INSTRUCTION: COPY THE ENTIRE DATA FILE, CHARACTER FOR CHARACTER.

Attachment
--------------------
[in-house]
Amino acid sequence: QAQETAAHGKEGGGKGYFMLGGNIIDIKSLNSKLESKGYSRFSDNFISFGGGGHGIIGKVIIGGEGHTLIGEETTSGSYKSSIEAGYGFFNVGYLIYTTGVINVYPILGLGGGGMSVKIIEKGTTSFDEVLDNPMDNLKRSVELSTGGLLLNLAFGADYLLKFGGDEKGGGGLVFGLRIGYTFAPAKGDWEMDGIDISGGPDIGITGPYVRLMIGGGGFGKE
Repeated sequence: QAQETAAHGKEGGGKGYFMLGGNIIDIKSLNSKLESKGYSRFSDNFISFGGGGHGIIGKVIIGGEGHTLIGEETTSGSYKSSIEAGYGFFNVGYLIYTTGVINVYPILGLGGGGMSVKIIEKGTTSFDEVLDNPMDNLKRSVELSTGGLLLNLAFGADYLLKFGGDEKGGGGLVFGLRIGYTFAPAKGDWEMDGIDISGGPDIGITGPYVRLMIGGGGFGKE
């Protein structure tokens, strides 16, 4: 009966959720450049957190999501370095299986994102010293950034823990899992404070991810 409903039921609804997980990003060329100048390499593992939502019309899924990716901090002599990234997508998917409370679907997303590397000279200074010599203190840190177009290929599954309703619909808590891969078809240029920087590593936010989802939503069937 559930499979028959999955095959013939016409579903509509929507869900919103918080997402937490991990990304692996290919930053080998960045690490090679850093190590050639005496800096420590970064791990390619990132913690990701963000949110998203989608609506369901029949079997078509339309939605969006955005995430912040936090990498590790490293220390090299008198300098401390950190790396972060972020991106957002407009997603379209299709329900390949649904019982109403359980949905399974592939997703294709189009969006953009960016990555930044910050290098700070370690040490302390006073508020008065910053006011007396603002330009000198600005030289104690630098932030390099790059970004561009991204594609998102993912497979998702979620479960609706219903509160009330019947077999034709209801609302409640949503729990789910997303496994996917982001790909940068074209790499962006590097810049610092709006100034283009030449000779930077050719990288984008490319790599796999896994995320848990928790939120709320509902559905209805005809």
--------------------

[in-house]
Amino acid sequence: QAQETAAHGKEGGGKGYFMLGGNIIDIKSLNSKLESKGYSRFSDNFISFGGGGHGIIGKVIIGGEGHTLIGEETTSGSYKSSIEAGYGFFNVGYLIYTTGVINVYPILGLGGGGMSVKIIEKGTTSFDEVLDNPMDNLKRSVELSTGGLLLNLAFGADYLLKFGGDEKGGGGLVFGLRIGYTFAPAKGDWEMDGIDISGGPDIGITGPYVRLMIGGGGFGKE
Repeated sequence: QAQETAAHGKEGGGKGYFMLGGNIIDIKSLNSKLESKGYSRFSDNFISFGGGGHGIIGKVIIGGEGHTLIGEETTSGSYKSSIEAGYGFFNVGYLIYTTGVINVYPILGLGGGGMSVKIIEKGTTSFDEVLDNPMDNLKRSVELSTGGLLLNLAFGADYLLKFGGDEKGGGGLVFGLRIGYTFAPAKGDWEMDGIDISGGPDIGITGPYVRLMIGGGGFGKE
């Protein structure tokens, strides 16, 4: 009966959720450049957190999501370095299986994102010293950034823990899992404070991810 409903039921609804997980990003060329100048390499593992939502019309899924990716901090002599990234997508998917409370679907997303590397000279200074010599203190840190177009290929599954309703619909808590891969078809240029920087590593936010989802939503069937 559930499979028959999955095959013939016409579903509509929507869900919103918080997402937490991990990304692996290919930053080998960045690490090679850093190590050639005496800096420590970064791990390619990132913690990701963000949110998203989608609506369901029949079997078509339309939605969006955005995430912040936090990498590790490293220390090299008198300098401390950190790396972060972020991106957002407009997603379209299709329900390949649904019982109403359980949905399974592939997703294709189009969006953009960016990555930044910050290098700070370690040490302390006073508020008065910053006011007396603002330009000198600005030289104690630098932030390099790059970004561009991204594609998102993912497979998702979620479960609706219903509160009330019947077999034709209801609302409640949503729990789910997303496994996917982001790909940068074209790499962006590097810049610092709006100034283009030449000779930077050719990288984008490319790599796999896994995320848990928790939120709320509902559905209805005809």